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sublime

Syllabification: sub·lime
Pronunciation: /səˈblīm
 
/

Definition of sublime in English:

adjective (sublimer, sublimest)

1Of such excellence, grandeur, or beauty as to inspire great admiration or awe: Mozart’s sublime piano concertos (as noun the sublime) experiences that ranged from the sublime to the ridiculous
More example sentences
  • This and other personality tests - varying from the sublime to the ridiculous - are also available via the link above.
  • It touches everything from the sublime to the ridiculous.
  • From the sublime to the ridiculous and truly perplexing I thought I'd share them with you.
Synonyms
1.1Used to denote the extreme or unparalleled nature of a person’s attitude or behavior: he had the sublime confidence of youth
More example sentences
  • And a figure like Joseph Chamberlain had sublime confidence, as had Disraeli before him, that the people could be ‘managed’.
  • Smith tackles these deeper traits with sublime confidence, bolstered by the similarities between his personality and Ali's.
  • The nutmeg as Mills tried to shield the ball at the corner flag was a sublime example of justified arrogance.
Synonyms
supreme, total, complete, utter, consummate

verb

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1 [no object] Chemistry (Of a solid substance) change directly into vapor when heated, typically forming a solid deposit again on cooling.
Example sentences
  • A layer of volcanic ash and dust seems to have protected the ice from subliming away, the researcher said.
  • Sometimes pieces of the mats become encased in ice that migrates upward as the top of the ice sublimes.
  • Chloranil (Fluka) was recrystallized from acetone and sublimed under vacuum.
1.1 [with object] Cause (a substance) to do this: these crystals could be sublimed under a vacuum
2 [with object] archaic Elevate to a high degree of moral or spiritual purity or excellence.

Origin

late 16th century (in the sense 'dignified, aloof'): from Latin sublimis, from sub- 'up to' + a second element perhaps related to limen 'threshold', limus 'oblique'.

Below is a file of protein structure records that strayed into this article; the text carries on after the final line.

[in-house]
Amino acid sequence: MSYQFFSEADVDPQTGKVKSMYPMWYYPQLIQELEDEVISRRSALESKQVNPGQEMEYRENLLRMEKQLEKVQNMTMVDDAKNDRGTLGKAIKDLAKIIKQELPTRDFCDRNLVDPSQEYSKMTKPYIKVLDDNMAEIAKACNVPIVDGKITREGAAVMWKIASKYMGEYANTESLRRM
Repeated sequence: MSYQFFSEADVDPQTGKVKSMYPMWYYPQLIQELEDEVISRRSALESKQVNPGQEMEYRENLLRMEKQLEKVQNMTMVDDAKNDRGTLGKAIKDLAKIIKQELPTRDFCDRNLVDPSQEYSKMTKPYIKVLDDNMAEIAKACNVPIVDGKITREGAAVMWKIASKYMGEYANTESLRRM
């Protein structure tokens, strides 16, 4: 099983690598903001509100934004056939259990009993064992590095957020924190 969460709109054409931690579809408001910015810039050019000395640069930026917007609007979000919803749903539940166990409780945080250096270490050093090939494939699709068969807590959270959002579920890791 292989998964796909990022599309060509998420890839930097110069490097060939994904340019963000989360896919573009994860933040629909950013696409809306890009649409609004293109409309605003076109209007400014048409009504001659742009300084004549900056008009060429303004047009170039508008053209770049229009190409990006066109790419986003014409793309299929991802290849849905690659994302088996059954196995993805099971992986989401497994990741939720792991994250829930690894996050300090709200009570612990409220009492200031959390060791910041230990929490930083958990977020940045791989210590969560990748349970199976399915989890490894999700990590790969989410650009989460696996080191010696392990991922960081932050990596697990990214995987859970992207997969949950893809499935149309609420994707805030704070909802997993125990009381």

More
  • Originally sublime meant ‘dignified or aloof’—the source is Latin sublimis ‘in a high position, lofty’, probably from sub- ‘up to’ and limen ‘threshold or lintel’. The modern sense of ‘outstandingly beautiful or grand’ arose in the 17th century. Sublimate, from the same source, had been used by medieval alchemists as a chemical term. The expression from the sublime to the ridiculous is a shortening of the saying from the sublime to the ridiculous is only a step, a remark attributed to Napoleon Bonaparte, following the retreat from Moscow in 1812. Napoleon was not the first to express such an idea, though. The English political writer Thomas Paine wrote in The Age of Reason ( 1794): ‘The sublime and the ridiculous are often so nearly related, that it is difficult to class them separately. One step above the sublime, makes the ridiculous; and one step above the ridiculous, makes the sublime again.’

Derivatives

sublimely

1
adverb
Example sentences
  • The in-person narration - by the sublimely resonant and folksy-sounding voice of Fred Thompson - is very effective.
  • This, after all, was a haunt of renowned North Yorkshire artisan and hellraiser, Lewis Creighton, whose sublimely wacky paintings adorn the walls of the Duke's Bar.
  • The most sublimely gifted Aboriginal athlete ever, 68% of her countryfolk expect her to register a resounding triumph for the green and gold.

sublimity

2
Pronunciation: /-ˈblimitē/
noun
Example sentences
  • The nobility, sublimity, depth, pathos and exuberance of his concerts remain esoteric and reveal his scholarship, authority and authenticity.
  • Their subject is always the tragic fate of empire (and of all human endeavor) when pitted against the sublimity and grandeur of nature.
  • The terrorist is noble, terrible, irresistibly fascinating, for he combines in himself the two sublimities of human grandeur: the martyr and the hero.

Words that rhyme with sublime

begrime, Chaim, chime, climb, clime, crime, dime, grime, half-time, I'm, lime, mime, mistime, part-time, prime, rhyme, rime, slime, sub-prime, thyme, time

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